crime and punishment

How Dylann Roof’s death sentence justifies a shameful history of killing black people

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On Tuesday, 22-year-old white supremacist Dylann Roof was sentenced to be executed for killing nine black churchgoers a year and a half ago in Charleston, South Carolina. Since its inception, the United States’ criminal justice system has been grossly contaminated by racism, a disease that has killed its black citizens, many for crimes they did not commit or for crimes their white counterparts don’t get put to death for. Roof’s death sentence is a moral judgement that upholds the unrelentingly flawed practice of state-sanctioned killing. And it is also a tacit acknowledgement from the federal government that the death penalty is justified. Which means the deaths of hundreds of black people since Jim Crow are also justified.

Black anti-lynching activist and journalist Ida B. Wells famously said, “The way to right wrongs is to turn the light of truth upon them.” Putting Dylann Roof to death will only preserve a system that does exactly what Roof did: kill black people who don’t deserve to die.

Since 1976, when the death penalty was reinstated, the state has killed 496 black people, accounting for nearly 35% of all executions, according to the Death Penalty Information Center, a nonprofit that provides information to the public on capital punishment. But African Americans make up only 13% of the U.S. population. And while almost 56% of executions have been of white people, that group makes up 72% of the country’s population. White victims are also more likely to “get justice.” Over 75% of executions since 1976 occur in cases where the victim is white, compared with 15% in cases of black victims. Simply put, white lives matter more than black lives.

The point, that white lives matter more than black lives when it comes to the death penalty, was made, ironically, by Senator Ted Cruz just an hour before Roof was sentenced to death. Cruz, arguably the most conservative Senator in the Judiciary Committee, conceded that white people don’t get executed for committing crimes against black people in Alabama. During Senator Jeff Sessions’ confirmation hearing for attorney general Tuesday, Cruz called our attention to the story of when Sessions, who has been labeled for decades as a racist, was U.S. Attorney in Alabama and sought the death penalty against Henry Hays, a Ku Klux Klan member who murdered Michael Donald, a black man, in 1981. In his facile soliloquy, Cruz noted that Sessions’ was largely responsible for “the first white man executed in Alabama for murdering a black person since 1913.” And addressing him directly, Cruz said, “When you were the Attorney General of Alabama, you later argued to uphold Hays’ death penalty. And in 1997, five months after you joined this body as a Senator, Hays died in Alabama’s electric chair.” (In reality, reports Adam Serwer at The Atlantic, many of the claims put forth by Sessions’ supporters about the case have been exaggerated.)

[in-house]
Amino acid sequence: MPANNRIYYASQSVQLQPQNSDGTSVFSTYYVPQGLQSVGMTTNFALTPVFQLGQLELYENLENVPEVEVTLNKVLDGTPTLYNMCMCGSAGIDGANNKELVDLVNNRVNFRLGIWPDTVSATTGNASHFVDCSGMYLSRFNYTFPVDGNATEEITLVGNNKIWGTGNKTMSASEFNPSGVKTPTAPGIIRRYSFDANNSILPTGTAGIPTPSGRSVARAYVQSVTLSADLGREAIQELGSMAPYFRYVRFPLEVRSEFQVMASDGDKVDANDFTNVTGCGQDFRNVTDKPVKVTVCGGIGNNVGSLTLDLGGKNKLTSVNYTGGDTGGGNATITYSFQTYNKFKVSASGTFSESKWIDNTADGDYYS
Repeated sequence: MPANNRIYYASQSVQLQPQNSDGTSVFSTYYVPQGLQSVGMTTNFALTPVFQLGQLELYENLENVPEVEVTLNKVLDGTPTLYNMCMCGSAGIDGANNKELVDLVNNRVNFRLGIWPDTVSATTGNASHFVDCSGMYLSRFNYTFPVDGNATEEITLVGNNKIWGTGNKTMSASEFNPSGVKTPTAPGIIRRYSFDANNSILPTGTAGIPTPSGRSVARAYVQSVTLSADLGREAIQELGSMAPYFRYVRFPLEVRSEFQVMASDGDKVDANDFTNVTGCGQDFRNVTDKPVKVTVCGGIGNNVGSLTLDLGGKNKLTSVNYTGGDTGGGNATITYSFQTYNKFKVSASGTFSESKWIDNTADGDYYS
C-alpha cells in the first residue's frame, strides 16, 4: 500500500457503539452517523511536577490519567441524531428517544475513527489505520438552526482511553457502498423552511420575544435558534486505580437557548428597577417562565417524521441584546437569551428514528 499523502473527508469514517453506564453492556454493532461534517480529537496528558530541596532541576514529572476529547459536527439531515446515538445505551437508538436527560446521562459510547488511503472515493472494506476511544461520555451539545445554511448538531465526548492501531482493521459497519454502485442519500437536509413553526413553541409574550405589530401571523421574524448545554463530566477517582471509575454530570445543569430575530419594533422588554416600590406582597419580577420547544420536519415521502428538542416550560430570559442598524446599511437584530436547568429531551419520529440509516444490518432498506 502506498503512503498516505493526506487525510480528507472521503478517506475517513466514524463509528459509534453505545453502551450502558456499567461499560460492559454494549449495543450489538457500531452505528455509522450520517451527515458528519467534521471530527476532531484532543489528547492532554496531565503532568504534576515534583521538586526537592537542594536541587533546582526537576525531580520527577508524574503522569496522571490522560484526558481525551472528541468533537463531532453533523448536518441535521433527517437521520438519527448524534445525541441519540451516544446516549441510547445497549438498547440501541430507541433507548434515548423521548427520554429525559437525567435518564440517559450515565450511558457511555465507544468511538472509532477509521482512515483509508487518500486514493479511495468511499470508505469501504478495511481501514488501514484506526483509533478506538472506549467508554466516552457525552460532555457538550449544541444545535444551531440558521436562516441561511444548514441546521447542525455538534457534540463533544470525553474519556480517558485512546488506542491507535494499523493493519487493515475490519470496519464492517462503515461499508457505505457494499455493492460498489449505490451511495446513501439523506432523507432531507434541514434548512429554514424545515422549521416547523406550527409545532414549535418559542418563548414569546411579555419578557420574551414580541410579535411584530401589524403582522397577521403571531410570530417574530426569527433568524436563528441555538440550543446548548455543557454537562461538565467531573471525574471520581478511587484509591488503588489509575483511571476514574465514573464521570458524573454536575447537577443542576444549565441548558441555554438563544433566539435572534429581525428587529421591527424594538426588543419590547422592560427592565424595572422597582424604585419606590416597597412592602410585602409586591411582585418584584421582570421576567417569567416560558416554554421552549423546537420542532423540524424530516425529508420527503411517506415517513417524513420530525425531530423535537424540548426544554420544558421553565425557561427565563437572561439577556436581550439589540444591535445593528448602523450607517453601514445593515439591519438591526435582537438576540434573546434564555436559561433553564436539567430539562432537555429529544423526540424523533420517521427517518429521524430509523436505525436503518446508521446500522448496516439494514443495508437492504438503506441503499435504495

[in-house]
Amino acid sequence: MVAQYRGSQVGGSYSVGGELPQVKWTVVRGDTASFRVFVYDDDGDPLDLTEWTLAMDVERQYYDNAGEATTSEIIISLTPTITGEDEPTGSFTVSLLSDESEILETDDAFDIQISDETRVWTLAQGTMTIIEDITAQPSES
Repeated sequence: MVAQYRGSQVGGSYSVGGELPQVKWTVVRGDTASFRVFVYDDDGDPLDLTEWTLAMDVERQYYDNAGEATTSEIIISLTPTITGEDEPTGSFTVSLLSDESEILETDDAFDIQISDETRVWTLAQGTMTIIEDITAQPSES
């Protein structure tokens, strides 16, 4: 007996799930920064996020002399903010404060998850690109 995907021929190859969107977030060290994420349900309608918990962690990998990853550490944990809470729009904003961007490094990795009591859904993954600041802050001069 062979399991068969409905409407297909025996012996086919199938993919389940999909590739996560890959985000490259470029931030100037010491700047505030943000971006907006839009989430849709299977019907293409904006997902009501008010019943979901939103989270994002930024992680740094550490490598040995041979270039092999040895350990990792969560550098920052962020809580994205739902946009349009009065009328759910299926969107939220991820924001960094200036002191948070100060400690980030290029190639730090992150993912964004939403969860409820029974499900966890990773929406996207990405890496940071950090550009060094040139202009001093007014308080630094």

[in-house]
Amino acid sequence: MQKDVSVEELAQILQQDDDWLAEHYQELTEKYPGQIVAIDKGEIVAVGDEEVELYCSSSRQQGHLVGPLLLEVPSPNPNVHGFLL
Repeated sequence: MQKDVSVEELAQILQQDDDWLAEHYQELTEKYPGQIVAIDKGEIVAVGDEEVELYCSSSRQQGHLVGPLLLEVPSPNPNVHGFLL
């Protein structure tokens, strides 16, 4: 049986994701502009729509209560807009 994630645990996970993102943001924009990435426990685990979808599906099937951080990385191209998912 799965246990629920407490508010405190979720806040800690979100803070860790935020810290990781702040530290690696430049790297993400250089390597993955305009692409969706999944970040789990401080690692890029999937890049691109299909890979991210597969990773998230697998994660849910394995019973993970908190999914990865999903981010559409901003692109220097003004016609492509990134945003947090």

Roof is an anomaly, an exception to a rule that disproportionately punishes black Americans. During the Jim Crow era, after Reconstruction’s end, black men and women were rounded up indiscriminately for crimes they did not commit. Those white people responsible for lynching innocent black people were never “brought to justice.” And the practice continued even after the civil rights movement. Since 1989 when the first DNA exoneration took place, a total of 215 out of 347 people who have been absolved of their crimes were black, according to the Innocence Project. And Roof’s crime was so objectively horrific that, much like the story of Henry Hays and his accomplices, the federal government felt it needed to be prosecuted to the highest degree.

In a piece for the New York Times that argued against handing down a death sentence to Roof, Christina Swarns of the NAACP wrote, “The reality is that the death penalty has not only failed to serve the black community well, it has failed to serve any community well.” The decision to prosecute Roof to the fullest extent of the law not only diverts attention from the practice’s racist reality, but it was one made despite requests from the victims’ families and the desires of black South Carolinians. Only 3 out of every 10 black residents in South Carolina thought Roof should get the death penalty, compared with more than 65% of the state’s white residents.

It might seem peculiar that those aggrieved do not want to see a terrorist die for his crimes, and that those who are not aggrieved do. Perhaps it’s because black people know something white people have not yet begun to understand: that punishment by death doesn’t cure racism. It hasn’t for black people, and it won’t for white people either.